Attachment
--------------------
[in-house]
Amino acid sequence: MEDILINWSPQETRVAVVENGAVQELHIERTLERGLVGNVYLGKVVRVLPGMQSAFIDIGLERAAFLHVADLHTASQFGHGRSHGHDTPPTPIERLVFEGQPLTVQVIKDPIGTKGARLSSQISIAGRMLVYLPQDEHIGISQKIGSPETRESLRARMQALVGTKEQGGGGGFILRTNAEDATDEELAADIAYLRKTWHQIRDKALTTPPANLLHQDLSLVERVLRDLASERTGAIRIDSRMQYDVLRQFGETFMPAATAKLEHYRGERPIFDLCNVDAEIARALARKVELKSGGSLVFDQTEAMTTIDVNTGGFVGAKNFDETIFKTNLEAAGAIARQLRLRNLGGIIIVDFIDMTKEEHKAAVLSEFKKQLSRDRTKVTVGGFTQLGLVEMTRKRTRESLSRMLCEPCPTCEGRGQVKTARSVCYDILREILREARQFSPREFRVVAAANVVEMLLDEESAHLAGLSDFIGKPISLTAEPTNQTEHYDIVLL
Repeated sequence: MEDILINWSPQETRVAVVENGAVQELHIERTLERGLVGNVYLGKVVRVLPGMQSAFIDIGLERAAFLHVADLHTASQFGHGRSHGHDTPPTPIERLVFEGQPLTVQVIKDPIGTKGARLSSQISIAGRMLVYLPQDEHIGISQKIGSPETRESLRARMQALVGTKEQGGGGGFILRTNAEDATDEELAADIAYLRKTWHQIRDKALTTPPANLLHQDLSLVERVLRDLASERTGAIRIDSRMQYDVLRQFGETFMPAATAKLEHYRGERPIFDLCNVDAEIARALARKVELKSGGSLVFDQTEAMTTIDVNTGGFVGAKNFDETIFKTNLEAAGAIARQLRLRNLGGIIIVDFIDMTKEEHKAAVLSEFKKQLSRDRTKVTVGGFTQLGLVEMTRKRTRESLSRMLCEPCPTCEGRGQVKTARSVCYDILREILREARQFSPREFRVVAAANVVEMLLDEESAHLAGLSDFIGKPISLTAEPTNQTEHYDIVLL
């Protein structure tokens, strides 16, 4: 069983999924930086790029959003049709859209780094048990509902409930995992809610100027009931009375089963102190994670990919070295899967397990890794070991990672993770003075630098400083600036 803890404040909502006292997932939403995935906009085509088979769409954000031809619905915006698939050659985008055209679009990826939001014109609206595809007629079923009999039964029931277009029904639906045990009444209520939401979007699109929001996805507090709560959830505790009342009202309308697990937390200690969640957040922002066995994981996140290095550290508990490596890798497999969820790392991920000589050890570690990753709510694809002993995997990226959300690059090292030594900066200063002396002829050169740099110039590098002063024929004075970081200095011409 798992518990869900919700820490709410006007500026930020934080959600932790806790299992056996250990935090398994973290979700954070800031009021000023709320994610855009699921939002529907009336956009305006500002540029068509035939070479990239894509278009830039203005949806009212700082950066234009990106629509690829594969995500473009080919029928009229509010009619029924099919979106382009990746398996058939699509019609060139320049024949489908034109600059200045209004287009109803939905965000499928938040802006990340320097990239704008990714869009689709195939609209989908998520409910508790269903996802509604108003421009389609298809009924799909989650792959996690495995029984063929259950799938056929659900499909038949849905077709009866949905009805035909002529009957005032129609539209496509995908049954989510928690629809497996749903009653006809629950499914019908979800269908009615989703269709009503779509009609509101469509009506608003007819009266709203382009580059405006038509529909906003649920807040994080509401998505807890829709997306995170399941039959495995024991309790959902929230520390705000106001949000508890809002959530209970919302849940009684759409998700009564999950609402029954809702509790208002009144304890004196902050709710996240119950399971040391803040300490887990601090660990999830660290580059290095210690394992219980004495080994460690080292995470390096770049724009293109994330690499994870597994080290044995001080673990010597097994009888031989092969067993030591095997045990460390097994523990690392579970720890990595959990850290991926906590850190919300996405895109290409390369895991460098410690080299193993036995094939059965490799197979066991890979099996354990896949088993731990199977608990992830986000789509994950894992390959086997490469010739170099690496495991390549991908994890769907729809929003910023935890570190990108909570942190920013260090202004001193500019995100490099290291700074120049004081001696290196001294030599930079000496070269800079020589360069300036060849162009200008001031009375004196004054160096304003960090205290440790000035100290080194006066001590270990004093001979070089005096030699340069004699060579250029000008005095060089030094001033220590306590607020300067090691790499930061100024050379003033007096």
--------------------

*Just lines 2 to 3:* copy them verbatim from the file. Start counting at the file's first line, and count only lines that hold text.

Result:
Amino acid sequence: MEDILINWSPQETRVAVVENGAVQELHIERTLERGLVGNVYLGKVVRVLPGMQSAFIDIGLERAAFLHVADLHTASQFGHGRSHGHDTPPTPIERLVFEGQPLTVQVIKDPIGTKGARLSSQISIAGRMLVYLPQDEHIGISQKIGSPETRESLRARMQALVGTKEQGGGGGFILRTNAEDATDEELAADIAYLRKTWHQIRDKALTTPPANLLHQDLSLVERVLRDLASERTGAIRIDSRMQYDVLRQFGETFMPAATAKLEHYRGERPIFDLCNVDAEIARALARKVELKSGGSLVFDQTEAMTTIDVNTGGFVGAKNFDETIFKTNLEAAGAIARQLRLRNLGGIIIVDFIDMTKEEHKAAVLSEFKKQLSRDRTKVTVGGFTQLGLVEMTRKRTRESLSRMLCEPCPTCEGRGQVKTARSVCYDILREILREARQFSPREFRVVAAANVVEMLLDEESAHLAGLSDFIGKPISLTAEPTNQTEHYDIVLL
Repeated sequence: MEDILINWSPQETRVAVVENGAVQELHIERTLERGLVGNVYLGKVVRVLPGMQSAFIDIGLERAAFLHVADLHTASQFGHGRSHGHDTPPTPIERLVFEGQPLTVQVIKDPIGTKGARLSSQISIAGRMLVYLPQDEHIGISQKIGSPETRESLRARMQALVGTKEQGGGGGFILRTNAEDATDEELAADIAYLRKTWHQIRDKALTTPPANLLHQDLSLVERVLRDLASERTGAIRIDSRMQYDVLRQFGETFMPAATAKLEHYRGERPIFDLCNVDAEIARALARKVELKSGGSLVFDQTEAMTTIDVNTGGFVGAKNFDETIFKTNLEAAGAIARQLRLRNLGGIIIVDFIDMTKEEHKAAVLSEFKKQLSRDRTKVTVGGFTQLGLVEMTRKRTRESLSRMLCEPCPTCEGRGQVKTARSVCYDILREILREARQFSPREFRVVAAANVVEMLLDEESAHLAGLSDFIGKPISLTAEPTNQTEHYDIVLL